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Walk This Way

Freeman Brings the Decorative Touch

Part 3 of 4

By Thomas Franklin

Freeman Company is known as something of an exhibition empire—the $1 billion-plus company produces expositions, corporate events, conventions, and exhibits from 70 offices in 40 cities in the U.S. and Canada. The mix of services is sweeping—from freight and audio/visual services to digitally printed graphics and grand format signage.

Integral to the company’s commitment to "make the impossible possible" are innovative digital graphics thanks to Mike Hidden, corporate graphics manager, Freeman Company.

A veteran of the billboard printing industry, Hidden joined Freeman’s Chicago, IL office where he manages a variety of EFI/VUTEk grand format printers, including the 196-inch EFI/VUTEk 5330 roll-to-roll solvent printer, among other equipment.

One innovative application Freeman creates on a regular basis involves carpet. Before the capabilities of printable carpet, trade show carpet production was considerably laborious. Such projects were completed by cutting multiple pieces of color carpet, "it had to be exact and it took forever," shares Hidden. The company worked with printable carpet for several years to little effect before experimenting with Ultraflex Systems, Inc.’s Ultra Carpet.

"We used a number of different carpets, but the thick ones were wrecking our machines," Hidden recalls. "With the Ultraflex we found it was thinner and more flexible—you didn’t have to blast the heat, it dried much quicker, and the colors stayed true," he explains. Color is especially critical, as previous carpets retained hardly any color.

Among Freeman’s core businesses is trade show graphics, and Hidden’s team is frequently producing 15x15-foot and 20x30-foot carpets for major shows. "Companies use them because it provides an extra special boost in the booth," says Hidden. The key is to make the logos dramatic. Too small, and people will step right over the carpet. The carpets are printed with solvent ink and geared for short term, indoor applications.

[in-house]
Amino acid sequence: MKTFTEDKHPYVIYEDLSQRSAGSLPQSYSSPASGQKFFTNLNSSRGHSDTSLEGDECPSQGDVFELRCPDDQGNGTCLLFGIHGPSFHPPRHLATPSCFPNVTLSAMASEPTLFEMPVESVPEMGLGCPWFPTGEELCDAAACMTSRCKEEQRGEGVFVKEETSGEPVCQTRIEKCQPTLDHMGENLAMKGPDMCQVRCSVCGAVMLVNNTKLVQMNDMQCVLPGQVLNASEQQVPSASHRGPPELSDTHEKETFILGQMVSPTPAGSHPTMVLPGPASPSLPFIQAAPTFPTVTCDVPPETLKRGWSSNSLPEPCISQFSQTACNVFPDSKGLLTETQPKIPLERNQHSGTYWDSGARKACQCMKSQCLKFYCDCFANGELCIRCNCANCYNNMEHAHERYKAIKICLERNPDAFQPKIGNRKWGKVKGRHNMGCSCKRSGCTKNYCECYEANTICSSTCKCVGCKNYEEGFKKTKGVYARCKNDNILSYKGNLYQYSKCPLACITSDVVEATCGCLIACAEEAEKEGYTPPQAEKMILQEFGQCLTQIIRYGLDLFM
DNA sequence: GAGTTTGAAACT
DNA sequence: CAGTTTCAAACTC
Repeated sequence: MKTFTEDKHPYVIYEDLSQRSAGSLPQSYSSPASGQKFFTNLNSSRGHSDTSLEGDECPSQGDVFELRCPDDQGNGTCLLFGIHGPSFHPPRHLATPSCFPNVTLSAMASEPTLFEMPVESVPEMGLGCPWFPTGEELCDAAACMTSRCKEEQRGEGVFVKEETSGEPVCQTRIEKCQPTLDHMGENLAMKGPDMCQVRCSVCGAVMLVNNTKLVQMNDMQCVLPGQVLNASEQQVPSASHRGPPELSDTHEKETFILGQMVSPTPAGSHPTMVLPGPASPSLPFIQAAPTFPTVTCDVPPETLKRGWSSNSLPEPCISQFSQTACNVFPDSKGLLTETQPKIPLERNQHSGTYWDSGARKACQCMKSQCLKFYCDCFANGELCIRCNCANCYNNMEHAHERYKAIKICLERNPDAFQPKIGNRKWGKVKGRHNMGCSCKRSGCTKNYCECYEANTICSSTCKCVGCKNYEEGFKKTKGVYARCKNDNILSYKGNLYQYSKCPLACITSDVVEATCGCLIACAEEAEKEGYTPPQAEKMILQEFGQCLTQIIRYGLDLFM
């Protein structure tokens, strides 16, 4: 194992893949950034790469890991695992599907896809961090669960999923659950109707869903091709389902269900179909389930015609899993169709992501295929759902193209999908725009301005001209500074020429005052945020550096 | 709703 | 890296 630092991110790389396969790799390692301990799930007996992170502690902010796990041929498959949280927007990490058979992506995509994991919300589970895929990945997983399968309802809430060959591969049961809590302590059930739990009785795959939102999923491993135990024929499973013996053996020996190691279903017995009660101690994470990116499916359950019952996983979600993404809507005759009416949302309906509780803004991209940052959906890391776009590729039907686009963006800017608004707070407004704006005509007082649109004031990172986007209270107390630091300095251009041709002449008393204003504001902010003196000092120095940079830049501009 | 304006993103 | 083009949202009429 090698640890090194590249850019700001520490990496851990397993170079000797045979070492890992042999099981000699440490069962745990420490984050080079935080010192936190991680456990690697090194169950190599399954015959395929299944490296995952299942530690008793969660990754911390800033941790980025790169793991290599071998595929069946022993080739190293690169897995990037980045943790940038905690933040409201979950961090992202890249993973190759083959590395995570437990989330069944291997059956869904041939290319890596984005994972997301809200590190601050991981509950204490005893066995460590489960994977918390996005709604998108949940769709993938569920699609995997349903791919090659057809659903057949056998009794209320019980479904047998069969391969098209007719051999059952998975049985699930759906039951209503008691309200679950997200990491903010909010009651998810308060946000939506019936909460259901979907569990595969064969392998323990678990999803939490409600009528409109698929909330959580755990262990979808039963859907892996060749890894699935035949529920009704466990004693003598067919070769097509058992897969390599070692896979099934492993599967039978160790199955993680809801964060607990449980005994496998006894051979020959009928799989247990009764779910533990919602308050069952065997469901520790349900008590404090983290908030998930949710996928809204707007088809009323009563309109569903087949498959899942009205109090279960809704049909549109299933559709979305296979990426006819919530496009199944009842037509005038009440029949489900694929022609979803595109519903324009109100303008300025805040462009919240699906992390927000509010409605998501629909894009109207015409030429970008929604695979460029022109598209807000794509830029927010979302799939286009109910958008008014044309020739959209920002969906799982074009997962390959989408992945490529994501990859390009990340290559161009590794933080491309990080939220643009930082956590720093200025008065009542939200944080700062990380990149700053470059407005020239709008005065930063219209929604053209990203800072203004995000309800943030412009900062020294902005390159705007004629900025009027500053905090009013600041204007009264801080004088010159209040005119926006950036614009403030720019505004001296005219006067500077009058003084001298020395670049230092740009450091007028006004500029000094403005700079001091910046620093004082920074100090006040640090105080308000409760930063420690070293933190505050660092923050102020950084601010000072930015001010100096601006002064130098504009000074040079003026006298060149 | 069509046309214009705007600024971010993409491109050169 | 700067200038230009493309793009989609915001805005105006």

In 2007, Ultraflex asked the Freeman team to produce a vivid carpet for its booth at the 2008 ISA trade show. The classroom-themed, 20x30-foot carpet was awash in different colors and designs, including a space designed to replicate wood. Unlike the simple patterned logos that are the staple of much of Hidden’s work, the Ultraflex carpet had to stand out. It was to serve as a showpiece for the media’s capabilities.

All carpet production is a two-man job, Hidden shares, and this was no exception. Ensuring proper media registration is perhaps the most difficult element in printing on carpet. "After ten or 15 feet, you’ll get a sag between the pinch rollers." To avoid any slack, Hidden’s team uses double-sided tape to adhere the carpet to the rollers.

After the carpet was loaded in the printer, "someone has to watch it print, and stay on top of it," Hidden explains. The EFI/VUTEk 5330 was set to print at 150 square feet per hour to ensure proper registration and media handling when running Ultraflex’s carpet through. After printing, a VUTEk roll cleaner thoroughly scrubs out the printer.

The Ultraflex trade show booth carpet was rugged enough that a finish wasn’t needed. "We’ve tried applying Scotch Guard to some carpets, but they’re such short term projects that it isn’t necessary," he explains.

The tiled strips were shipped to the Orlando’s Orange County Convention Center and installed by aligning the edges and adhering them with double-sided tape. "We don’t want seams," says Hidden, so there’s no stitching.

"We definitely see a push from our clients for more innovative output. There is a huge demand for prints made on a range of different materials and a big push for direct-to-fabric. People want the dye sub look but won’t pay dye sub prices," observes Hidden.

To keep up with client demand requires constant education. "Every show we attend we learn something new. The amount of technology introduced in the last few years is amazing."

Next week learn about a variety of innovative projects for a popular tennis tournament.

Click here to read Part 1 of this exclusive online series, Grand Format Innovations.
Click here to read Part 2 of this exclusive online series, CGS Imaging Center Stage.

Aug2008, Digital Output

 
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